I have just published my latest novel, a horror titled The Waters of Life. I’ve certainly delved into horror before and will do again, but nevertheless this book is extraordinary even by my standards. I thought a blog was in order to trace my thought processes in the writing of this book.
The actual initial idea for the story was sparked by a comment from a fellow indie author and friend named May J. Panayi (be sure to check her books out too; ‘Malbed Mews‘ is a real stunner if you like your horrors). In one of her travel blogs, when referencing a trip to Greece, she mentioned “drinking water from the tomb”. This inspired a raft of grotesque thoughts and scenarios.
So my tale became woven around the tomb of a saintly abbot, from which a spring with alleged healing properties flowed.
From the outset, I decided I wanted to write a real horror, a story which would be utterly doom-laden, downbeat and oppressive, in which not a single character would have a happy ending. At the end of every horror book or movie, there are generally one or two characters who limp away from the carnage at the end. I was determined that this would not be the case with The Waters of Life. There is no sigh of relief for the reader as the final page is turned. I wanted this book to truly horrify, to be misery incarnate.
So, in order to accomplish this I had to decide upon the nature of the horror. The only way to write such a bleak novel convincingly would be to write about those things which truly horrify me and which turn my stomach.
This, to me, meant body horror. I have always felt that there can be nothing more horrible than when your own body turns against you and begins changing or killing you from within, an enemy that you cannot flee, which alters your very identity and sense of self. A quick look back at the things which had genuinely frightened me as a child confirmed this feeling: Doctor Who episodes such as ‘The Green Death‘ and ‘The Ark in Space‘, which both featured extreme body horror, and more recent horror writings such as Brian Lumley’s eerie and grotesque ‘Fruiting Bodies‘ and Guy N. Smith’s exquisitely revolting ‘The Festering‘.
The most terrifying and blood curdling examples of body horror, which have often been evoked in horror literature, are deadly, disfiguring diseases, which arouse both pity and revulsion and unreasoning terror in equal measures. So a hideous contagion became the core threat of my novel, all tied in with themes of gangsters, brutality and torture; long-buried evil and sinister religious orders.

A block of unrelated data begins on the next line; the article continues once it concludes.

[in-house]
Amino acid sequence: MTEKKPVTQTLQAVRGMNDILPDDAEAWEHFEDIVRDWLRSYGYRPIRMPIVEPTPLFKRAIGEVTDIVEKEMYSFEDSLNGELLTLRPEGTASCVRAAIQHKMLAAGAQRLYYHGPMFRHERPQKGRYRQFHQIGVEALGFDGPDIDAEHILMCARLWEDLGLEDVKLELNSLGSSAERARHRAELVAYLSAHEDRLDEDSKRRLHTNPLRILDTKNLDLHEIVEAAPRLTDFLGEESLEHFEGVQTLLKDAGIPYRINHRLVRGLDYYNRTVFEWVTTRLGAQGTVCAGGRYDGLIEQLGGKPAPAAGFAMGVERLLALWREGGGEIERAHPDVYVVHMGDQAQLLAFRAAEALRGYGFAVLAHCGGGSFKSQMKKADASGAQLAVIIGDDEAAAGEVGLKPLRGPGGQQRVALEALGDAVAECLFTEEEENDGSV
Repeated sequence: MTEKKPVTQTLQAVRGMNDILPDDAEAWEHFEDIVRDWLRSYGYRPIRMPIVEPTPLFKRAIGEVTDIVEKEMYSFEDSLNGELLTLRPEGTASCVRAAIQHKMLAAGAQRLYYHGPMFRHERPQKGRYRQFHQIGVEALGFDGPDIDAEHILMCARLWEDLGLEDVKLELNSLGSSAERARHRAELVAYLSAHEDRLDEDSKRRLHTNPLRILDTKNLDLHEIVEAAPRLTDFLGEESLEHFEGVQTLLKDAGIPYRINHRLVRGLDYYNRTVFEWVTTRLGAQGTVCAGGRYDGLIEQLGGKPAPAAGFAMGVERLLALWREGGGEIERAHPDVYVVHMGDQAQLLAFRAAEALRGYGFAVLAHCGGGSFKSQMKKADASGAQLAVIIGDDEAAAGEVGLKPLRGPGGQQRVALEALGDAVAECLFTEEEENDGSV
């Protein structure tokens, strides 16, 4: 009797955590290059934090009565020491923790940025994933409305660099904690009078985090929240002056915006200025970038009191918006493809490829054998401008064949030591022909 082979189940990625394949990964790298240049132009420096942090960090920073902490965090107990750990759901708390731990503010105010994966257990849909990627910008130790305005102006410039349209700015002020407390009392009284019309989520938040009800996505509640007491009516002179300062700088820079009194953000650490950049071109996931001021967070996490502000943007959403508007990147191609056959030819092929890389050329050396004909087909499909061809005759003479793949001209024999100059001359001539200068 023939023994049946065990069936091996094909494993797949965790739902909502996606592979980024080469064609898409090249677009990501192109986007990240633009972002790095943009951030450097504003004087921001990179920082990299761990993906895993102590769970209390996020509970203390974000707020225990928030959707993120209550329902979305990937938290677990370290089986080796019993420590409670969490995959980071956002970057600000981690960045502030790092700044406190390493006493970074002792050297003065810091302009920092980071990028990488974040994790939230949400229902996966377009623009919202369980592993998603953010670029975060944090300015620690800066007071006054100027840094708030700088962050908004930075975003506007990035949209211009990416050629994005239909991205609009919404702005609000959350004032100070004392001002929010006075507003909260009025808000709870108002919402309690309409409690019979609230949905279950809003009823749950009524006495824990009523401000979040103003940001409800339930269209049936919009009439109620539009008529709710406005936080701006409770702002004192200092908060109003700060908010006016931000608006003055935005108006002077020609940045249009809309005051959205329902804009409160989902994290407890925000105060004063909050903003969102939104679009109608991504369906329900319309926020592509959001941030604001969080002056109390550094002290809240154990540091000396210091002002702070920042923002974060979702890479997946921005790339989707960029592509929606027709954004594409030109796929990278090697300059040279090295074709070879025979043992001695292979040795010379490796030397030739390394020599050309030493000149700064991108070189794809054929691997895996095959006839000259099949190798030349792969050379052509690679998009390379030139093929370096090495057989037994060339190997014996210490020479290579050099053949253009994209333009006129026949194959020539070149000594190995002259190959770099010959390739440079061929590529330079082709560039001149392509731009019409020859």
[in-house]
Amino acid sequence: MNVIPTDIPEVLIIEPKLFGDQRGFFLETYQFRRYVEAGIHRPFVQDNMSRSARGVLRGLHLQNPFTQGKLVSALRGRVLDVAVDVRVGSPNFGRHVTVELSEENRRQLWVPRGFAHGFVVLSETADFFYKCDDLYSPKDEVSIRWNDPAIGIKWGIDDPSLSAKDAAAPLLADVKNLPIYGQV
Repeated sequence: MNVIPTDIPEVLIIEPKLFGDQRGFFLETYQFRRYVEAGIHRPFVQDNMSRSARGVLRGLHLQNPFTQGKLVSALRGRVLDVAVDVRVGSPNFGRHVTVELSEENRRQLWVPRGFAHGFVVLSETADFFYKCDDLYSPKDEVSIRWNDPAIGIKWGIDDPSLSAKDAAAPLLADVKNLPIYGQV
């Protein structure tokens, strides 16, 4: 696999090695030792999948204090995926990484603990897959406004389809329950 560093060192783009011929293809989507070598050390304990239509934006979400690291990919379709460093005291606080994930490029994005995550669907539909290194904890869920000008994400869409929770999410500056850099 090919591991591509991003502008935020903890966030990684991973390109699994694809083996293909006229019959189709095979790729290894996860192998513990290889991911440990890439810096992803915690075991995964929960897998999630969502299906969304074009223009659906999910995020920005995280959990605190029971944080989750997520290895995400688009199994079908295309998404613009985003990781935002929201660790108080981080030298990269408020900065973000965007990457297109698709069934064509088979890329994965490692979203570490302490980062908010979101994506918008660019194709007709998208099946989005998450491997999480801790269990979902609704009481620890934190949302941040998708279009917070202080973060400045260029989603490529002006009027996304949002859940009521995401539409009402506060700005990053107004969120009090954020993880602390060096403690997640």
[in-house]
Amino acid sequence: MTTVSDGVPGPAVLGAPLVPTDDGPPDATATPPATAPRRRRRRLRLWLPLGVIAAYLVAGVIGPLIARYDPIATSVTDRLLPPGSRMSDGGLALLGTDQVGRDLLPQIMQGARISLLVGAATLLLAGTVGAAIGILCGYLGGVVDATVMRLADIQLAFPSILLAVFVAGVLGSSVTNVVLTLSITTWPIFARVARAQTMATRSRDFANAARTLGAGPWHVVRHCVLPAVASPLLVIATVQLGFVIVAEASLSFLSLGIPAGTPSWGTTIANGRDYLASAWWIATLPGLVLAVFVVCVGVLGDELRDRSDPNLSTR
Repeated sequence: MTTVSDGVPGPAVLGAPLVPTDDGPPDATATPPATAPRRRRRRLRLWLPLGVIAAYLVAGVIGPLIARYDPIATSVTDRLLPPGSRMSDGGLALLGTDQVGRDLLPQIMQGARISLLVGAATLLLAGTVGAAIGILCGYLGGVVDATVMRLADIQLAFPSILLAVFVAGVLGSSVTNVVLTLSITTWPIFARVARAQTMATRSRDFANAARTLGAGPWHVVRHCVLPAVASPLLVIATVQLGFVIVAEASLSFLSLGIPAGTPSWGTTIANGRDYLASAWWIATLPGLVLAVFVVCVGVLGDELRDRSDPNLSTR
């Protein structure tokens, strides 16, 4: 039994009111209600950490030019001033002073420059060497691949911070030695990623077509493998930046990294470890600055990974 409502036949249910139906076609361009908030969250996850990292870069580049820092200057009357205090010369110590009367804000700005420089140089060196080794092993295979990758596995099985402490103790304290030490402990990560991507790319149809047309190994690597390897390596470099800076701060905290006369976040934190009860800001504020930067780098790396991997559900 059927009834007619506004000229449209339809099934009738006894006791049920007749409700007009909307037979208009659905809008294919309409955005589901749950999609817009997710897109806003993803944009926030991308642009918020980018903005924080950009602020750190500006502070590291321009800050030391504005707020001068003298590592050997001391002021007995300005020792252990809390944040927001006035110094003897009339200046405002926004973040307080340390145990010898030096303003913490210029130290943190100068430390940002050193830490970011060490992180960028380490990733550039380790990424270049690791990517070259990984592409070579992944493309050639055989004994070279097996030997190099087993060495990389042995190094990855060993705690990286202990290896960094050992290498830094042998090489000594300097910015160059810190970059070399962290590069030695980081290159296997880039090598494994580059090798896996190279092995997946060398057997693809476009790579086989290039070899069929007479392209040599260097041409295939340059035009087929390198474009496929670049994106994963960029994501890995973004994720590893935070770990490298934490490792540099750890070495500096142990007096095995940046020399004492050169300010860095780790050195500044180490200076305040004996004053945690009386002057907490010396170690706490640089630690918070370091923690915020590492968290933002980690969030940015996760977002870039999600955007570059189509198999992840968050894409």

I think I succeeded in capturing what I set out to do. The Waters of Life is not an easy read, it is uncomfortable, skin crawling (literally!), repellent and heart-rending. Reading it will not make you feel good. But it may manage to fulfill the original remit of tragedy: to prove a catharsis, a purging of your darkest fears and emotions. There is a human need to vent such emotions, which was why I chose to write such a book.
To make the unrelenting misery and horror easier to bear, the Kindle edition costs a mere 99p / 99c, or is free to read through the Kindle Unlimited service.
I will close with the back cover blurb from the book, and those who wish to sample more will find the entire prologue here at an earlier blog entry.
“Eric Turner, a journalist specialising in accounts of the paranormal, investigates a healing well associated with a saintly abbot in the rural village of Scratchbury. Here he finds evidence of astonishing, miraculous cures: a blind woman who can see; a hunchbacked schoolgirl whose spine has straightened.
“But why is everyone else in the village so deathly ill?
“Why is a gangster so obsessed with shooting a movie in the ruins of the old monastery?
“Who are the ruthless order of monks who will defend their secret at any cost, even murder?
“As Eric investigates. he discovers to his horror that an evil that has been entombed for a thousand years is breaking free at last, and it brings plague and suffering in its wake. A pestilence stalks the land, and all flesh is its plaything.”